Advanced Energy Retreats from Solar Inverter Market

US inverter supplier Advanced Energy yesterday announced it would wind down its solar inverter business having failed to attract a buyer for this part of its business. This follows intense competition and price pressure due to a surge in new entrants in its domestic market, the United States, the world’s third largest solar market in 2015.

Six months ago, Advanced Energy (AE) announced that it was attempting to sell its solar inverter business or look at other alternatives including joint venture, partnership, spin-off, licensing and other options. Following this it would focus on its power precision business.

According to IHS estimates, AE was the 11th largest inverter supplier globally and the fifth largest supplier in the United States in 2014. It once held the top spot in the U.S. back in 2010 but was subsequently supplanted by SMA.

Historically, Advanced Energy had been focused on selling three-phase central inverters and is estimated to have been the 2nd largest supplier in the Americas region for the last five years.

It acquired two competitors in the last five years – US inverter supplier PV Powered in Q1’10 in order to expand its inverter business in the residential and commercial segments in the U.S.; then German inverter supplier RefuSol in Q2’13 in order to expand it presence internationally in key markets such as Germany, United Kingdom and India. It also broadened its portfolio especially in the three-phase string inverter market where it had had limited offering previously.

In April 2015, it announced it was awarded a major contract to supply 325 MW of central inverters in the U.S. and in June it signed a contract to provide 50 MW of three-phase string inverters in Turkey.

IHS Analysis of the Inverter Market

Advanced Energy is one of the leading inverter suppliers globally and in 2013, it was ranked the 3rd largest supplier globally with a 4 percent market share.

However in 2014, it dropped outside of the top ten rankings following substantial loss of market share in three-phase high power (>99kW) inverters in its domestic market of the U.S. and also rapid price reductions in the U.S. market compared to the rest of the World.

One of the key strengths of Advanced Energy in the past had been to use the profit generated from its other businesses such as semiconductor equipment to acquire competitors. However, following the acquisition of RefuSol in 2013, demand for inverters transitioned quickly from Europe to Asia and at the same time inverter prices decreased rapidly which heavily impacted AE’s revenues. Also, due to the collapse of the European market and the difficulties in penetrating key Asian markets such as Japan and China, many suppliers targeted the U.S. market causing prices to decrease rapidly, further exacerbating the difficulties that AE was already experiencing.

Due to the intense price competition and shrinking market share in its domestic market of the United States, Advanced Energy tried to expand its presence in other high growth markets such as the UK and India to promote its string inverter technology via the RefuSol acquisition. However, most of these markets were extremely competitive, difficult to enter and harder still to establish partnerships in them. As a result, Advanced Energy had been unable to compensate for lost market share in the U.S. with growth in new international markets.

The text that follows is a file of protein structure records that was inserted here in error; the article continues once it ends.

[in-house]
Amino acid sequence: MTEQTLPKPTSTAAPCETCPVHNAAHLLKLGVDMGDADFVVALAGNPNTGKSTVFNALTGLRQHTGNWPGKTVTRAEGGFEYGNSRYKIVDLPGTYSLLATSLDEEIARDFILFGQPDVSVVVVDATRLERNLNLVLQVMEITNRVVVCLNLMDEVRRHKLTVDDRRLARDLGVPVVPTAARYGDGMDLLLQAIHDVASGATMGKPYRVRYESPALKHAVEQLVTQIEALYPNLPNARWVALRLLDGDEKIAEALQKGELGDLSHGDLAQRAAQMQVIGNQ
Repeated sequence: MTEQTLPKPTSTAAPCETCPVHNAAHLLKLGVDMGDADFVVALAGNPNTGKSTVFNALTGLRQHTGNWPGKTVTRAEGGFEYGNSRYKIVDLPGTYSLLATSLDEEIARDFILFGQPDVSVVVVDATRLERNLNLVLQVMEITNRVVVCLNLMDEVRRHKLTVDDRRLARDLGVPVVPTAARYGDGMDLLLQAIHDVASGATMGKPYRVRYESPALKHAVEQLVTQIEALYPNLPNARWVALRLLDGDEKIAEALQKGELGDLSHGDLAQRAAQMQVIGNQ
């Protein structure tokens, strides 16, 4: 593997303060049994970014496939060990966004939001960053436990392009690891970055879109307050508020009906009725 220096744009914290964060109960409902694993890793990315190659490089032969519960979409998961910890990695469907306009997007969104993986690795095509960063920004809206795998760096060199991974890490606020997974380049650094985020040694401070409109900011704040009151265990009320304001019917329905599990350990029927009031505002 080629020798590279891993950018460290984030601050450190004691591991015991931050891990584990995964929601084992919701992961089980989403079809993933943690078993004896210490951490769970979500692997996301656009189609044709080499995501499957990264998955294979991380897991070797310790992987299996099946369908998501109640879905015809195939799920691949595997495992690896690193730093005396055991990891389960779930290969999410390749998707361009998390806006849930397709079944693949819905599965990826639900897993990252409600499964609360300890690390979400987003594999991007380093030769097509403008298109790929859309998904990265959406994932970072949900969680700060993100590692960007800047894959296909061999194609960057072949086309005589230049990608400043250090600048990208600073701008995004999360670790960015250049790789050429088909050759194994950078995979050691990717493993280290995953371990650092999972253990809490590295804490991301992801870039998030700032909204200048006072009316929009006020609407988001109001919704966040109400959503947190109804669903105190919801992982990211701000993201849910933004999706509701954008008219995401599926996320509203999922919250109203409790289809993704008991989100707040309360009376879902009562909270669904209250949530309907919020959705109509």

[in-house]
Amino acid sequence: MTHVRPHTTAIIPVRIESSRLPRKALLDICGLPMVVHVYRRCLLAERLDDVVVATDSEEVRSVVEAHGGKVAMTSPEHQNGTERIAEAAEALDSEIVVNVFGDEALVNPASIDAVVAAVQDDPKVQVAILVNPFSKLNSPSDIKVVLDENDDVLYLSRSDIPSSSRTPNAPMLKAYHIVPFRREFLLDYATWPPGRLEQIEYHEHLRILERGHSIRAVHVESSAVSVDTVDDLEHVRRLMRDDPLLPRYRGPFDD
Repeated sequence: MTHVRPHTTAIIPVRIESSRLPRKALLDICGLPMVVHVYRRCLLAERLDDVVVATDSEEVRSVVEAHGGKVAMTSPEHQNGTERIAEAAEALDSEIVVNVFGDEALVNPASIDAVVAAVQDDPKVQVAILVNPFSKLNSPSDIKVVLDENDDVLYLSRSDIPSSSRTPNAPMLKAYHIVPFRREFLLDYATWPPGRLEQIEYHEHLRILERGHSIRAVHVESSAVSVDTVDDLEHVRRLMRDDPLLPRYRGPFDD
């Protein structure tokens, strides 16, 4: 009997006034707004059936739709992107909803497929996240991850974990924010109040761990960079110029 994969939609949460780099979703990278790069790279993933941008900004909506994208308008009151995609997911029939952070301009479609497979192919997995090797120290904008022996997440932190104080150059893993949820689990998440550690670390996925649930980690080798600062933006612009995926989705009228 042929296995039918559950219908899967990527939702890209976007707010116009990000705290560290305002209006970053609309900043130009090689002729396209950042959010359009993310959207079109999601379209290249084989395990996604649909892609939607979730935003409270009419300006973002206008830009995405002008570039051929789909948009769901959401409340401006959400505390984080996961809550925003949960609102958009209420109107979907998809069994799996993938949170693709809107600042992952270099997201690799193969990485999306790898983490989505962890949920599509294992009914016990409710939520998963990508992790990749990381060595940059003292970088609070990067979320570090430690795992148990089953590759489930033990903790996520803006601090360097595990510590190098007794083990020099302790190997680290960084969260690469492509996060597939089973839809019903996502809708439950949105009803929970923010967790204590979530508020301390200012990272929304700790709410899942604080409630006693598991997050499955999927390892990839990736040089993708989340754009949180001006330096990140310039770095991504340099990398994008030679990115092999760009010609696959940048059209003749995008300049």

Given its huge after-sales service network, large installed base of central inverters, leading brand awareness amongst EPCs and its early presence in the operations and maintenance (O&M) business — which is a high growth area presently — it is surprising that the business will be wound down, rather than acquired. While its market share in utility-scale may have diminished due to competitors offering newer products or more competitive prices, it is a rare occurrence that a supplier exits a booming market when there still is a huge opportunity. IHS forecasts that 12 GW of inverters will be shipped in 2015 and 2016 in the United States and this represents a huge opportunity.

With its exit from the market, AE leaves a void in the commercial and utility-scale inverter market in the U.S. This represents a huge opportunity for leading suppliers such as ABB and Schneider Electric or for recent market entrants such as TMEIC or Power Electronics to grow their presence.

Equally, Chinese inverters suppliers such as Sungrow, TBEA and Huawei may recognize this as their opportunity to build their presence in the market and persuade EPCs of their capabilities.

Lead image: Time to Quit. Credit: Shutterstock.


Previous articleBehavioral Economics and the Solar PV Industry
Next articleIndia Seeks International Developers To Build Its 100-GW Solar Market
Cormac Gilligan is a senior analyst in the IHS Power & Energy group. Cormac is currently responsible for researching the PV inverter market having published several syndicated research reports on this industry; he is also involved in running IHS market trackers and customer survey report. Prior to joining IHS PV research team, Cormac worked as a civil engineer developing rail and metro projects across capital cities throughout Europe. Before joining IHS PV group, Cormac graduated from University College Dublin with a degree in Engineering. Cormac is based in the company’s headquarters in Wellingborough, UK.

No posts to display